When studying the life of Jesus, it is beneficial to notice the different ways that He responded to various people and scenarios. Each time, our Lord spoke and acted perfectly. Take for instance, the discussion with the Samaritan woman at the well. Jesus knew how to start a conversation by saying “Give me to drink” (John 4:7). This initial interaction led to a discourse between a Jew and a Samaritan woman, which was highly unusual for that time. By speaking the way that He did, Jesus was able to teach her about “living water”, marriage, and worship (John 4:10,16-18, 21-23). Not only that, but the woman was then able to go and tell others, who eventually came to Christ (John 4:28-30). All of that stemmed from Jesus’ ability to speak and behave appropriately. Imagine what the record would be if Jesus had approached the woman differently. What if Jesus had been hateful or uncaring toward the woman? She might have become defensive and obstinate. Others might not have come to Jesus. All of that could have happened if Jesus had not spoken properly. Would we not love to be able to say, and do, the right things at the right times? How many of us can recall a time when we said something that we wish we had not said? Perhaps it was a hurtful word out of anger. Maybe it was an emotional comment made in haste. No doubt, damage was done! That is why we need to heed God’s instruction when it comes to how, and what, we say. Paul wrote, “Let your speech be always with grace, seasoned with salt, that ye may know how ye ought to answer every man” (Col. 4:6).
Ah, “seasoned with salt”! There is the challenge that we must all face. I learned the importance of salt at a younger age. I can remember a time when my mother had been shopping and had gotten a certain kind of ketchup. This ketchup was not the same ketchup that was usually purchased. I am not sure if my mother did not pay close attention while shopping that day, or if she intentionally chose to buy ketchup with “no salt added”. Well, eventually it came time for the “no salt added” ketchup to be used. I quickly learned how badly something can taste when it has no salt! To this day, I still do not want ketchup that has “no salt added”. That one instance without salt has affected my entire life since. How many people have been negatively affected in their lives because a Christian did not “season” his words? Some have been so upset that they have an awful perception of the church of Christ. We must strive to keep these things from happening!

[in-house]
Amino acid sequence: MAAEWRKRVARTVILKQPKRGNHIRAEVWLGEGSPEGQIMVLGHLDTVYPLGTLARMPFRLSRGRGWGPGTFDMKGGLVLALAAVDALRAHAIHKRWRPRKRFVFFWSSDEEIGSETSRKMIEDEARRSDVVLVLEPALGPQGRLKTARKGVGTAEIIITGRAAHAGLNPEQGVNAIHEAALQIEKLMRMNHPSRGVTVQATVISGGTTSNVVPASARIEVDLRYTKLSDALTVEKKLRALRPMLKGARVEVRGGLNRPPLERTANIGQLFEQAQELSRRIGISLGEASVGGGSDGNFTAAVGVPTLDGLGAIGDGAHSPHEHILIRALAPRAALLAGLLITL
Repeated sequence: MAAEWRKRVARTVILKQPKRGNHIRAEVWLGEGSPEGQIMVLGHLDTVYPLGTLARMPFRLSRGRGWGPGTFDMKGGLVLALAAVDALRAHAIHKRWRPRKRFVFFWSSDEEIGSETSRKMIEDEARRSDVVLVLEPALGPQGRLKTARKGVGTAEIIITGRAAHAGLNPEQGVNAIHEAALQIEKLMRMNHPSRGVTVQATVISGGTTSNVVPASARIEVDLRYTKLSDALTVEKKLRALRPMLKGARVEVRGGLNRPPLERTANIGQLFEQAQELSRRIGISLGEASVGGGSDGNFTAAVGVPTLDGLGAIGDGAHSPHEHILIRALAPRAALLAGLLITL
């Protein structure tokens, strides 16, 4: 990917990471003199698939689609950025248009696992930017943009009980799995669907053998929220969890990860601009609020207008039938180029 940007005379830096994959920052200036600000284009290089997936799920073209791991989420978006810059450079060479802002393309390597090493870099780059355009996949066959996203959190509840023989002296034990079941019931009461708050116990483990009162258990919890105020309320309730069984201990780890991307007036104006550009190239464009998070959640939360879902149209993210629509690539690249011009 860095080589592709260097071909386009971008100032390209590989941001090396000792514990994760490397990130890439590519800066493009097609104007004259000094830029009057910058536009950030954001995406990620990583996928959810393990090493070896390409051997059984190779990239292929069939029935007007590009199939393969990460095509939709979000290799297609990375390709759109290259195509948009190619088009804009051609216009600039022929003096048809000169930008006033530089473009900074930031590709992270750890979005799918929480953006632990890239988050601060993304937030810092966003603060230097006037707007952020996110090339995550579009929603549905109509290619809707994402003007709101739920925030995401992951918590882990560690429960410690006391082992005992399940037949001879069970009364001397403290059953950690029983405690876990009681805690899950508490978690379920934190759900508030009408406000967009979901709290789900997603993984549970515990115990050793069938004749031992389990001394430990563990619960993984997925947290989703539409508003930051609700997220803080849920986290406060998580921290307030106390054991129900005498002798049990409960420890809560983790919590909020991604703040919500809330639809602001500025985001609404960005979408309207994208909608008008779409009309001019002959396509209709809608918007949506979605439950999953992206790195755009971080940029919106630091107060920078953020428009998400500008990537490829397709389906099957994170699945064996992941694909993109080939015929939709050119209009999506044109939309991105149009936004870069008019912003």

It would be good to mention that I am in no way advocating a compromise of Scripture. We still need to “Preach the word; be instant in season, out of season; reprove, rebuke, exhort with all longsuffering and doctrine” (2 Tim. 4:2). It is still true that “If any man speak, let him speak as the oracles of God…”, and we should still “…sanctify the Lord God in your hearts: and be ready always to give an answer to every man that asketh you a reason of the hope that is in you with meekness and fear” (1 Pet. 4:11; 3:15). However, maybe it is the manner in which we attempt to fulfill these responsibilities that is the problem. By inspiration, Jude explained, “And of some have compassion, making a difference: And others save with fear, pulling them out of the fire; hating even the garment spotted by the flesh” (Jude 22-23). We will reach some individuals better by speaking with “compassion”. Others, we will reach better by “dangling their feet over the fire”. Each potential convert is different from others. We need to learn the best approach for them all.
In closing, maybe this will help. Can we remember a time when someone approached us without “seasoning” his words? How much of an impact did it make on us? Did it cause problems? Would things be different if the person had been more tactful and thoughtful? If we did not like “unseasoned” speech used against us, then we should endeavor to make sure that we do not use such with others. We should remember two important things. “Therefore all things whatsoever ye would that men should do to you, do ye even so to them: for this is the law and the prophets”, and “Ye are the salt of the earth: but if the salt have lost his savor, wherewith shall it be salted? it is thenceforth good for nothing, but to be cast out, and to be trodden under foot of men” (Matt. 7:12; 5:13).
~ Corey Barnette